Cheese—guilty pleasure or part of a healthy diet? Experts fall on both sides of the fence, some praising the benefits of protein and calcium, others condemning high calories, saturated fat, and sodium. But no matter how you feel about it, you’re likely still nibbling away—Americans eat 34 pounds of cheese per person per year.
Cheese, Healthy Or Not?
Cheese does offer some nutritional benefits. “Cheese is absolutely a healthy source of protein, calcium, and good fats, as well as probiotics,” says Nina Planck, a food writer, farmers’ market entrepreneur, and “real food” advocate, who also happens to be married to Rob Kaufelt, owner of Murray’s in New York. “If you like stinky cheese, blue cheese, and washed rind cheeses, that’s a great way to get probiotics into your diet,” she says. A small study also links cheese with butyrate, a fatty acid, which reduces inflammation and wards off colon cancer. So in addition to being delicious, cheese might also be good for your gut.
Still, cheese is undeniably high in calories and fat. The American Heart Association continues to recommend limiting your intake of saturated fat, and that means animal fats, including cheese. (New research challenges the link between saturated fat and heart disease, and many experts are calling for an update. But the guideline hasn’t changed just yet.)
So it depends how you feel about fat. If you’re into whole foods, real food, or the Mediterranean diet, you might eat full-fat dairy to your heart’s (and gut’s) content. Of course, there are philosophical and health reasons for not eating cheese—if you’re strictly paleo, vegan, allergic, or intolerant, you probably already stopped reading.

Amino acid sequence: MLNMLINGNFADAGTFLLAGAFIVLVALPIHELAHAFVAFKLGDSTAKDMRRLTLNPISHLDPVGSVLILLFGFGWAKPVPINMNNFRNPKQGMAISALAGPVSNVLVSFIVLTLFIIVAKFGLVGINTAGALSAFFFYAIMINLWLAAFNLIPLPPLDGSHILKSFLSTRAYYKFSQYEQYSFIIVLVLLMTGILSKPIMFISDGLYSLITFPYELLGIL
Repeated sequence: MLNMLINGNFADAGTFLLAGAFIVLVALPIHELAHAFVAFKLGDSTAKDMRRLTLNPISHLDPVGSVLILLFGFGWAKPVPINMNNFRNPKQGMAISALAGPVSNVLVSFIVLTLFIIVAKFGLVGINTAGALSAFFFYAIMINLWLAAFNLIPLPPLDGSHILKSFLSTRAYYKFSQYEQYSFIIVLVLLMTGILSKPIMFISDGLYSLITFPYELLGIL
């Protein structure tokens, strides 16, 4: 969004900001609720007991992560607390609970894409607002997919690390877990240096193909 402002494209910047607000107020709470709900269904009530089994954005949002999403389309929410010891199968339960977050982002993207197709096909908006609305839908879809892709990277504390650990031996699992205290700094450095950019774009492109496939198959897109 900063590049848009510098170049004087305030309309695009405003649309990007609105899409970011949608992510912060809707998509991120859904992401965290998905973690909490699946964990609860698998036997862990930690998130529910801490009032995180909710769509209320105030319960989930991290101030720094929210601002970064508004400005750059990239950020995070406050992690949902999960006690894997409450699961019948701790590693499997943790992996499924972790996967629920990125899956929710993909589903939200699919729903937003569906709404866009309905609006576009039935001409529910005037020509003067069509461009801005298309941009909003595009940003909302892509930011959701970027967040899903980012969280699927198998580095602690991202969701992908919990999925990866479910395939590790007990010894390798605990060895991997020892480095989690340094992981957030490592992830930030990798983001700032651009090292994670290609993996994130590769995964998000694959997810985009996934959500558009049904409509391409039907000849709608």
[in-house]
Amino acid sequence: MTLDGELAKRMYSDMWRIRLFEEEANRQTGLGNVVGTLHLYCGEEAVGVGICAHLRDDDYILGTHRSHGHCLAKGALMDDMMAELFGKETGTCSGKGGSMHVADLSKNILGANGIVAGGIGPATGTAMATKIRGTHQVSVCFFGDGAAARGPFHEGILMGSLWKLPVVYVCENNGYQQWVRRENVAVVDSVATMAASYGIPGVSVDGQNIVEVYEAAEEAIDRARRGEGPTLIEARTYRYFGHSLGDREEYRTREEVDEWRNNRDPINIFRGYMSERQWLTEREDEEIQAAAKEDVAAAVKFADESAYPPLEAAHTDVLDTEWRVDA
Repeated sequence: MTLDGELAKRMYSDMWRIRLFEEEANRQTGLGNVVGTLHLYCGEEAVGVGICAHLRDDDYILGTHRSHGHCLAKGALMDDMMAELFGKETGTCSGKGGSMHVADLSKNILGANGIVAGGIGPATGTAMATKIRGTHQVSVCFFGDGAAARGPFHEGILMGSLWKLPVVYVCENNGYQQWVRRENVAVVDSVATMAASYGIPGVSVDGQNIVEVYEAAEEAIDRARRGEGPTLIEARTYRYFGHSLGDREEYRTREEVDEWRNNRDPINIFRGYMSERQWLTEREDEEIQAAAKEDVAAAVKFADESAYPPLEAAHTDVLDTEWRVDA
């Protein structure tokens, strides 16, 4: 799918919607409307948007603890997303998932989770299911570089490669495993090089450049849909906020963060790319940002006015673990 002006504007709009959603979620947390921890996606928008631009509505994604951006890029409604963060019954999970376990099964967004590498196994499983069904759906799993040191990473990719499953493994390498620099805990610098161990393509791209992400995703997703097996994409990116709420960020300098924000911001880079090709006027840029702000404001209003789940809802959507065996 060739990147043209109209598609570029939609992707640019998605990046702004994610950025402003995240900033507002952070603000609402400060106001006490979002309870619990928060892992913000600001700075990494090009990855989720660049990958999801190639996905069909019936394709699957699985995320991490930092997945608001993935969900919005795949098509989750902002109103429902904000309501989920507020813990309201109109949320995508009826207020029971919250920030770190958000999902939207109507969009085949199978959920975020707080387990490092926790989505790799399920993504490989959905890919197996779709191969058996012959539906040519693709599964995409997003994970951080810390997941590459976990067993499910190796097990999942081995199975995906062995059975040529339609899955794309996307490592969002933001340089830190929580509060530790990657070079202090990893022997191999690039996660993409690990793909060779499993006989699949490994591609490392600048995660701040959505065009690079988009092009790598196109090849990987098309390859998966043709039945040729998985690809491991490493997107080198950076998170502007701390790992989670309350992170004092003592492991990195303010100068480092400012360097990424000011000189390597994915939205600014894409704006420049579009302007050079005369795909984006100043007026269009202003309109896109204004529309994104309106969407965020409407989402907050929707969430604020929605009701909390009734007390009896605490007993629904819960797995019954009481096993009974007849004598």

Enjoy Cheese in Moderation
Fall somewhere between? Enjoy cheese in moderation. The USDA defines a serving as 1.5 oz (45 g), which is a good guideline per day when balanced alongside other saturated fats—if you buttered your toast at breakfast or plan to enjoy steak for dinner, you might consider snacking on something else.
Even if you’re into the real food philosophy, it’s still a good idea to show some restraint. Planck doesn’t limit how much cheese her family eats, but she also doesn’t eat mindlessly. “My kids eat all real food, ad libitum,” she explains, using a latin term for “according to one’s pleasure.” “But I encourage them to fill up on fresh fruit, veggies, and protein first.”
Healthy Ways to Eat Cheese
Here are a few fresh ways to make cheese part of a healthy diet:
- Folded into eggs: Stirred into a scramble or frittata, cheese gives eggs and veggies a flavor boost. Try dark, leafy greens and parmesan, or cherry tomatoes and fresh mozzarella.
- Sprinkled on salad: Feta, blue cheese, and chèvre are perfect for crumbling over mixed greens, sliced apples and pears, or chopped cucumber and tomato.
- On an open-face sandwich: Gruyère and Comté are champion melters. Stack whole-wheat bread with mushrooms, asparagus, or tuna, top with a slice of cheese, and toast until gooey.
- With veggies as a snack: Smash blue cheese or chèvre and stir into yogurt to make a quick dip. Serve it with raw carrots, celery, bell pepper, or sugar snap peas.
- Baked in a comforting casserole: Who can resist a golden crust? But instead of lasagna or ziti, get some veggies in the mix. Layer eggplant or zucchini with marinara, and top it off with a sprinkle of mozzarella or parmesan.
- With fruit for dessert: Whip up some part-skim ricotta and pile on berries, or simply pair figs and blue cheese, or apples and cheddar. A drizzle of honey harmonizes the flavors.
What’s your favorite kind of cheese? Join the conversation below.
This article is not intended to substitute for informed medical advice. You should not use this information to diagnose or treat a health problem or condition. Always check with your doctor before changing your diet, altering your sleep habits, taking supplements, or starting a new fitness routine.